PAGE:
How Long Are Americans Staying in Their Homes?

January 9, 2020
Couple Moving
Happy young couple unpacking or packing boxes and moving into a new home By lenets_tan - Adobe Stock

Americans are staying in their homes longer than before: In ten years, the median duration of homeownership increased by three years. But exactly how long the average homeowner stays varies by region. East Coasters are more likely to hold onto their houses—residents in Scranton, Pennsylvania, average a whopping 18 years—while people in western cities such as Provo, Utah, are out by seven. See how long homeowners in your area are staying. 

As of 2018, the median duration of homeownership in the U.S. is 13 years1. Compared to previous years, homeowners opt to spend more time holding onto their residences. Median tenure has increased by 3 years since 2008.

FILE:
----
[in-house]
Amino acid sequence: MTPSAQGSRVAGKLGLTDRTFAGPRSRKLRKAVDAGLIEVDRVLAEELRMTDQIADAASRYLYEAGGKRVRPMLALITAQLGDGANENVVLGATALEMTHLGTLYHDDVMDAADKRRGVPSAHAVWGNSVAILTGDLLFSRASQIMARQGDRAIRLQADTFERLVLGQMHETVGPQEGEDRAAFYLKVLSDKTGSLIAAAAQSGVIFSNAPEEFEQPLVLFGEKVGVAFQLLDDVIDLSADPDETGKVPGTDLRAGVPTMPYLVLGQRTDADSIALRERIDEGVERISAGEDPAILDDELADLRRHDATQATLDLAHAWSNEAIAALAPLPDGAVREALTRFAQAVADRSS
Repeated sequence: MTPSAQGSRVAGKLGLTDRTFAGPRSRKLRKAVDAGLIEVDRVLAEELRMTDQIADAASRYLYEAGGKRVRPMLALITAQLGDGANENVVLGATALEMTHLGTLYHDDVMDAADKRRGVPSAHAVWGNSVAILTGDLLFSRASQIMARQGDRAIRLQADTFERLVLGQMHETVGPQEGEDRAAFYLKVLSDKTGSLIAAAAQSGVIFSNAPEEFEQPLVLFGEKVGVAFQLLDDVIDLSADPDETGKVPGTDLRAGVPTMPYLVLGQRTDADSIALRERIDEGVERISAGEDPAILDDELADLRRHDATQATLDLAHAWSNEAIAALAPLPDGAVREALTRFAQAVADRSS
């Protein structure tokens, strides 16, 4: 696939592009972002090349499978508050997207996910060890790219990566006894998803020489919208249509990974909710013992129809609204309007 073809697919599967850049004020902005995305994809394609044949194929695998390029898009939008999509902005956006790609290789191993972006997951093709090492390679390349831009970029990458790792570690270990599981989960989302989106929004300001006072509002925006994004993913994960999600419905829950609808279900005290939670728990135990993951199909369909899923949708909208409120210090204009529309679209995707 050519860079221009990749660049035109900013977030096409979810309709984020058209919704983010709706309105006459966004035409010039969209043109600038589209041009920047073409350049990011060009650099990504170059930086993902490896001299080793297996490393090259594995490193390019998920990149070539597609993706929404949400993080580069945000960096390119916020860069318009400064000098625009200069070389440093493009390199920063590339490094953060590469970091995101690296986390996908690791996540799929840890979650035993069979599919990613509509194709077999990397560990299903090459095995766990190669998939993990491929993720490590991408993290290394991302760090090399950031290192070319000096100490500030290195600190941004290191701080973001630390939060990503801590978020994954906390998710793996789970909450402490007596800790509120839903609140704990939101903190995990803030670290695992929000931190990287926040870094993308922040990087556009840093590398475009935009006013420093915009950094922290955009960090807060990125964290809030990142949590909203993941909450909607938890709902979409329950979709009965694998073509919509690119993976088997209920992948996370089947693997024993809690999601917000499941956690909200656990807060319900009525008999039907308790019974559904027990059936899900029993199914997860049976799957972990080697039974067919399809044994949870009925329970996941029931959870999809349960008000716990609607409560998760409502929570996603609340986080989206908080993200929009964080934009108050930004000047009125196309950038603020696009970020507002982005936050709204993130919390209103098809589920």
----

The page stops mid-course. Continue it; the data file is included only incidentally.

Nevertheless, homeownership duration varies from area to area. Homeowners in some metro areas move more frequently than homeowners in the rest of the country. To begin our analysis, we looked at the median years of residence for owner-occupied homes located in the 100 largest U.S. metro areas. The American Community Survey provides estimates about the median year that owners moved into their homes. As data shows, homeownership duration varies from 6 to 18 years in the 100 largest metro areas. In more than half of these metro areas, homeowners spend less time holding onto their primary residences than the typical homeowner across the country. 

Specifically, homeowners in the following areas typically stay up to 8 years in their homes:

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